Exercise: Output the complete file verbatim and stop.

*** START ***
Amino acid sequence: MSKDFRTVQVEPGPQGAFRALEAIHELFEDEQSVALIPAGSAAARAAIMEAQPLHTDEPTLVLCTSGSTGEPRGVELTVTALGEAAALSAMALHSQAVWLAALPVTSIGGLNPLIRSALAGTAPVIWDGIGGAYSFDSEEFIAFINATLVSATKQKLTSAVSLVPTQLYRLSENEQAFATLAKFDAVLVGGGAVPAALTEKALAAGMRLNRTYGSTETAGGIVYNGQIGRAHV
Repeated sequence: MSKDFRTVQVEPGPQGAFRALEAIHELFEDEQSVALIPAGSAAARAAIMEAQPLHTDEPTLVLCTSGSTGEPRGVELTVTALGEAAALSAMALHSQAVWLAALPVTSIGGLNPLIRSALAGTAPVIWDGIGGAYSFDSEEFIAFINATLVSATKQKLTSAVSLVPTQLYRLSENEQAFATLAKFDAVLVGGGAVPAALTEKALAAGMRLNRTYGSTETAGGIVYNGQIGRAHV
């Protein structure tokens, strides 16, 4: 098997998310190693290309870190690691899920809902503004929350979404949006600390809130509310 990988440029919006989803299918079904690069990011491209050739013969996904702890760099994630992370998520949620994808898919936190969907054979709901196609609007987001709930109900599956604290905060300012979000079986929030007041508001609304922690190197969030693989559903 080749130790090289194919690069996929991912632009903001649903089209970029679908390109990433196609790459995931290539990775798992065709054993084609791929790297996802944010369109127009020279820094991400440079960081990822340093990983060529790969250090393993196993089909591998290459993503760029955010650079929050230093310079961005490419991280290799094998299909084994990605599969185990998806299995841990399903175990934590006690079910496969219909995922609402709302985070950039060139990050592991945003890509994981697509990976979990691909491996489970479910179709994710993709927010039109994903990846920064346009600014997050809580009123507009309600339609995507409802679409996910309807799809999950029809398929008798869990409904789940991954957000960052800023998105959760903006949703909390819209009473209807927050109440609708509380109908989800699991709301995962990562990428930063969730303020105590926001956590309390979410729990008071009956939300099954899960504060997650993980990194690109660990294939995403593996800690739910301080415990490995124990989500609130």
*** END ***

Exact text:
Amino acid sequence: MSKDFRTVQVEPGPQGAFRALEAIHELFEDEQSVALIPAGSAAARAAIMEAQPLHTDEPTLVLCTSGSTGEPRGVELTVTALGEAAALSAMALHSQAVWLAALPVTSIGGLNPLIRSALAGTAPVIWDGIGGAYSFDSEEFIAFINATLVSATKQKLTSAVSLVPTQLYRLSENEQAFATLAKFDAVLVGGGAVPAALTEKALAAGMRLNRTYGSTETAGGIVYNGQIGRAHV
Repeated sequence: MSKDFRTVQVEPGPQGAFRALEAIHELFEDEQSVALIPAGSAAARAAIMEAQPLHTDEPTLVLCTSGSTGEPRGVELTVTALGEAAALSAMALHSQAVWLAALPVTSIGGLNPLIRSALAGTAPVIWDGIGGAYSFDSEEFIAFINATLVSATKQKLTSAVSLVPTQLYRLSENEQAFATLAKFDAVLVGGGAVPAALTEKALAAGMRLNRTYGSTETAGGIVYNGQIGRAHV
């Protein structure tokens, strides 16, 4: 098997998310190693290309870190690691899920809902503004929350979404949006600390809130509310 990988440029919006989803299918079904690069990011491209050739013969996904702890760099994630992370998520949620994808898919936190969907054979709901196609609007987001709930109900599956604290905060300012979000079986929030007041508001609304922690190197969030693989559903 080749130790090289194919690069996929991912632009903001649903089209970029679908390109990433196609790459995931290539990775798992065709054993084609791929790297996802944010369109127009020279820094991400440079960081990822340093990983060529790969250090393993196993089909591998290459993503760029955010650079929050230093310079961005490419991280290799094998299909084994990605599969185990998806299995841990399903175990934590006690079910496969219909995922609402709302985070950039060139990050592991945003890509994981697509990976979990691909491996489970479910179709994710993709927010039109994903990846920064346009600014997050809580009123507009309600339609995507409802679409996910309807799809999950029809398929008798869990409904789940991954957000960052800023998105959760903006949703909390819209009473209807927050109440609708509380109908989800699991709301995962990562990428930063969730303020105590926001956590309390979410729990008071009956939300099954899960504060997650993980990194690109660990294939995403593996800690739910301080415990490995124990989500609130």